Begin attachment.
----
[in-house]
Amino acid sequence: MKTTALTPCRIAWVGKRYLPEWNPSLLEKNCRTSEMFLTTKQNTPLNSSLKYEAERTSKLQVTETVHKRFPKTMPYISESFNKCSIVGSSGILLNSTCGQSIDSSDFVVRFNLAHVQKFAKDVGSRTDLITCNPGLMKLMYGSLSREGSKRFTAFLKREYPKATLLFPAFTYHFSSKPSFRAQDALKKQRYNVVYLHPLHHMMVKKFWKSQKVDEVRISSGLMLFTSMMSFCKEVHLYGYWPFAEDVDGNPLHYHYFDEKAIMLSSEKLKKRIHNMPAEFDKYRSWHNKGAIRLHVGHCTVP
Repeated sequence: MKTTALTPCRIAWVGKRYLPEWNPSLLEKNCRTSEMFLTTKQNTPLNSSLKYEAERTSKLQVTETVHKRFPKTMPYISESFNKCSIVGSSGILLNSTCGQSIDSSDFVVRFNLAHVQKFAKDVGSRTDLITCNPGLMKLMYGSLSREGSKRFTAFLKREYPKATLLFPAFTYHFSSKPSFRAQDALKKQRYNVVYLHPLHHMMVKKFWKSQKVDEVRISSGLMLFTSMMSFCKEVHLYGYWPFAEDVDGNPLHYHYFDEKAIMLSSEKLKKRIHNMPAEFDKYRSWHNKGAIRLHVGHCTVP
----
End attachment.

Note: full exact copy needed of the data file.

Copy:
[in-house]
Amino acid sequence: MKTTALTPCRIAWVGKRYLPEWNPSLLEKNCRTSEMFLTTKQNTPLNSSLKYEAERTSKLQVTETVHKRFPKTMPYISESFNKCSIVGSSGILLNSTCGQSIDSSDFVVRFNLAHVQKFAKDVGSRTDLITCNPGLMKLMYGSLSREGSKRFTAFLKREYPKATLLFPAFTYHFSSKPSFRAQDALKKQRYNVVYLHPLHHMMVKKFWKSQKVDEVRISSGLMLFTSMMSFCKEVHLYGYWPFAEDVDGNPLHYHYFDEKAIMLSSEKLKKRIHNMPAEFDKYRSWHNKGAIRLHVGHCTVP
Repeated sequence: MKTTALTPCRIAWVGKRYLPEWNPSLLEKNCRTSEMFLTTKQNTPLNSSLKYEAERTSKLQVTETVHKRFPKTMPYISESFNKCSIVGSSGILLNSTCGQSIDSSDFVVRFNLAHVQKFAKDVGSRTDLITCNPGLMKLMYGSLSREGSKRFTAFLKREYPKATLLFPAFTYHFSSKPSFRAQDALKKQRYNVVYLHPLHHMMVKKFWKSQKVDEVRISSGLMLFTSMMSFCKEVHLYGYWPFAEDVDGNPLHYHYFDEKAIMLSSEKLKKRIHNMPAEFDKYRSWHNKGAIRLHVGHCTVP